Search Images Maps Play YouTube News Gmail Drive More »
Sign in
Screen reader users: click this link for accessible mode. Accessible mode has the same essential features but works better with your reader.

Patents

  1. Advanced Patent Search
Publication numberUS4460348 A
Publication typeGrant
Application numberUS 06/270,091
Publication dateJul 17, 1984
Filing dateJun 3, 1981
Priority dateJun 9, 1980
Fee statusPaid
Publication number06270091, 270091, US 4460348 A, US 4460348A, US-A-4460348, US4460348 A, US4460348A
InventorsAkira Iioka, Shoichi Suzuki
Original AssigneeNihon Dixie Company Limited
Export CitationBiBTeX, EndNote, RefMan
External Links: USPTO, USPTO Assignment, Espacenet
Method for producing a two-piece paper container
US 4460348 A
Abstract
A method for producing two-piece paper containers having waterproofness, water repellency, permeability and good stiffness without using any adhesive. A container body wall member and a container bottom panel member are blanked out from a base paper made from a stock containing about 10 to about 80% by weight of high-density polyethylene synthetic pulp. The blanked members are fabricated into a container using a conventional cup-making machine without using any adhesive. Then, the so-fabricated containers are heated at a temperature between about 120° C. and about 300° C. for a short period of time.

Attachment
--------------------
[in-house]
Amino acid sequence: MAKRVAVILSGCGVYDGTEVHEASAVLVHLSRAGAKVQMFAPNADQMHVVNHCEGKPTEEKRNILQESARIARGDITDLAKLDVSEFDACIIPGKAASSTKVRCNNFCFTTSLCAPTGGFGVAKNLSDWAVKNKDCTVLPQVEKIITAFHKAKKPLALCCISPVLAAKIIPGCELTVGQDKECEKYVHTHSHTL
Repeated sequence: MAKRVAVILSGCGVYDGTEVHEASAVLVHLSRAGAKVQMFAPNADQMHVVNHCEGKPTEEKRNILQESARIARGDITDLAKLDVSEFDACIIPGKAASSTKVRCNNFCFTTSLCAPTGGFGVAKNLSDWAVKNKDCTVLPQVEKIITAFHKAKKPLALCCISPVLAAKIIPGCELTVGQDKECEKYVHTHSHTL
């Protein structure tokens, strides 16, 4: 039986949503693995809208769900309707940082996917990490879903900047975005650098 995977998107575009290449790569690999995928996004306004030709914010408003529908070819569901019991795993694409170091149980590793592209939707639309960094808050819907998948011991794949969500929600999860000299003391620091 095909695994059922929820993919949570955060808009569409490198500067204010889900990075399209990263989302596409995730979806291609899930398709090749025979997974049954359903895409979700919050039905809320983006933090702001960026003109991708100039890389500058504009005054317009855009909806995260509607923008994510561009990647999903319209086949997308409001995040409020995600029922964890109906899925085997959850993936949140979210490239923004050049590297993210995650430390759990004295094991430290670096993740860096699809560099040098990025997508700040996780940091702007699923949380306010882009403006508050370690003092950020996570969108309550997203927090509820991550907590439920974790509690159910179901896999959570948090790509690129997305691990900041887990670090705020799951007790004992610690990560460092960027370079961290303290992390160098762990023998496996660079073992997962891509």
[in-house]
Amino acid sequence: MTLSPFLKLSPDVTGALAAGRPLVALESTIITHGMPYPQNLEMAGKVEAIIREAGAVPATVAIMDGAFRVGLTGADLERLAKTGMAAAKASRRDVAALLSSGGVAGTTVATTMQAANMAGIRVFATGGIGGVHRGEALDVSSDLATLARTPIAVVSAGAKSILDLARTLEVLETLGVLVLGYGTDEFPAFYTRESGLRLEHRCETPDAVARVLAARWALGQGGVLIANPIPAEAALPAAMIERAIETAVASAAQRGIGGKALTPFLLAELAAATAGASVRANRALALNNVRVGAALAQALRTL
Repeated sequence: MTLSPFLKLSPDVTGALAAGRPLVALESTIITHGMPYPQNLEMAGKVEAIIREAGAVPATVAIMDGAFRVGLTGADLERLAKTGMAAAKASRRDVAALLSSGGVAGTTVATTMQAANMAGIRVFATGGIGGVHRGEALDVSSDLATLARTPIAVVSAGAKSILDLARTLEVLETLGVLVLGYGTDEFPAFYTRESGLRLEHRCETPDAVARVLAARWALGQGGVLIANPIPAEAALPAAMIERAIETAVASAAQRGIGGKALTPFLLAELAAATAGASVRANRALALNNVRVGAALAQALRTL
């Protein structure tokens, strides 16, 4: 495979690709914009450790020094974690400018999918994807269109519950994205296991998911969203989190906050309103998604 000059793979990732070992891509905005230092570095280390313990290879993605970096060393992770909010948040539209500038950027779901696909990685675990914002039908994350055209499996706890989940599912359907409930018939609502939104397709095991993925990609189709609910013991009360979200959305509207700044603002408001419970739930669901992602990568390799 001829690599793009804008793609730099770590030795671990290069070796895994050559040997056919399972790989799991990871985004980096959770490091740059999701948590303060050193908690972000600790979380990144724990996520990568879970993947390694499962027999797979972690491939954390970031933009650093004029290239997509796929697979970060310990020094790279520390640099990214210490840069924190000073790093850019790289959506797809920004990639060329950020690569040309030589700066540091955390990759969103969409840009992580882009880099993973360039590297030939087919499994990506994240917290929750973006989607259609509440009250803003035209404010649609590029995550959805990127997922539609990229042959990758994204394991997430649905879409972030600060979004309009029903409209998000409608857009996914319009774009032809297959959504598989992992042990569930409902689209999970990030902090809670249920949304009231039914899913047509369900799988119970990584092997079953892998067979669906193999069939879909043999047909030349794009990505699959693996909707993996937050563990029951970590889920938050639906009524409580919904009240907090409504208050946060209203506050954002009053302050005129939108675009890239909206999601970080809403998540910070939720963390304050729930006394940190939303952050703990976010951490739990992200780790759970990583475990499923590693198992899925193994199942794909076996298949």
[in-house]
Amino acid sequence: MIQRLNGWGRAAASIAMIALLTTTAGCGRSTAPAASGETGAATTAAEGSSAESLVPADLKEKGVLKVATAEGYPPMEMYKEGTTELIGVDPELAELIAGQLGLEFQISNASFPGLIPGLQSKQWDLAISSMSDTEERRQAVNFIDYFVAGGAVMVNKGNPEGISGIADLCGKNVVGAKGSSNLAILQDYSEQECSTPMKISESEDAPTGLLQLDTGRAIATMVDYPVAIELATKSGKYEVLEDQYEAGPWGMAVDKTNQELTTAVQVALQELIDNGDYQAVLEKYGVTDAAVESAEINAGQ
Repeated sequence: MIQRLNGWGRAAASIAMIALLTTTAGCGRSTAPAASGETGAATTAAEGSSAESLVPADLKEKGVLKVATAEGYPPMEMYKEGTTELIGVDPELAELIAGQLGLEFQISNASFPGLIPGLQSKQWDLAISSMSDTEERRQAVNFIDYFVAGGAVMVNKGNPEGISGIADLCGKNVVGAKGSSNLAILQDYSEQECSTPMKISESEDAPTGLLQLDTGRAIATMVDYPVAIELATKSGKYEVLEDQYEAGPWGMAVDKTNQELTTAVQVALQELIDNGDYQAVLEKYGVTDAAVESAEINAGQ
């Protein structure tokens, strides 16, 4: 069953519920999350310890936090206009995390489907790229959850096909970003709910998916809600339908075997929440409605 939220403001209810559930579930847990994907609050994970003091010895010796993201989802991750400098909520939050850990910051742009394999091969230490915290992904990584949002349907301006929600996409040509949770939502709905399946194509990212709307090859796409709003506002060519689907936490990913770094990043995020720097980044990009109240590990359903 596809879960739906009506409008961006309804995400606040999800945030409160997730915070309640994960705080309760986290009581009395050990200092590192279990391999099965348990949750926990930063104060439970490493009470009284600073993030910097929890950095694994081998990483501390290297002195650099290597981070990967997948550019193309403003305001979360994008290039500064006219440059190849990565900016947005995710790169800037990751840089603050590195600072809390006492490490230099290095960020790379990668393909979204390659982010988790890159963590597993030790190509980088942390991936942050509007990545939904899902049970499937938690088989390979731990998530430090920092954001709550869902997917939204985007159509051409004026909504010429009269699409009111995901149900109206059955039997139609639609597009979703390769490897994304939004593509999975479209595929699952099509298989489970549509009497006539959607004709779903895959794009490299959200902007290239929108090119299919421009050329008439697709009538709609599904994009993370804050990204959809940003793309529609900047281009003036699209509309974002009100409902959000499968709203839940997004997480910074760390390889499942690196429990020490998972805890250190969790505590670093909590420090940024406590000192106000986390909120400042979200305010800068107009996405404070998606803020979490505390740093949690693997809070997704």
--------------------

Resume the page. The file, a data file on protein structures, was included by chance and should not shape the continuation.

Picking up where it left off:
Images(4)
Previous page
Next page
Claims(4)
What is claimed as new and desired to be secured by Letters Patent of the United States is:
1. A method for producing a two-piece container consisting of
blanking a container body wall member and a container bottom panel member from a base paper made of a stock containing about 10 to about 80% by weight of high-density polyethylene synthetic pulp;
fabricating the members into a container using a conventional cup-making machine; and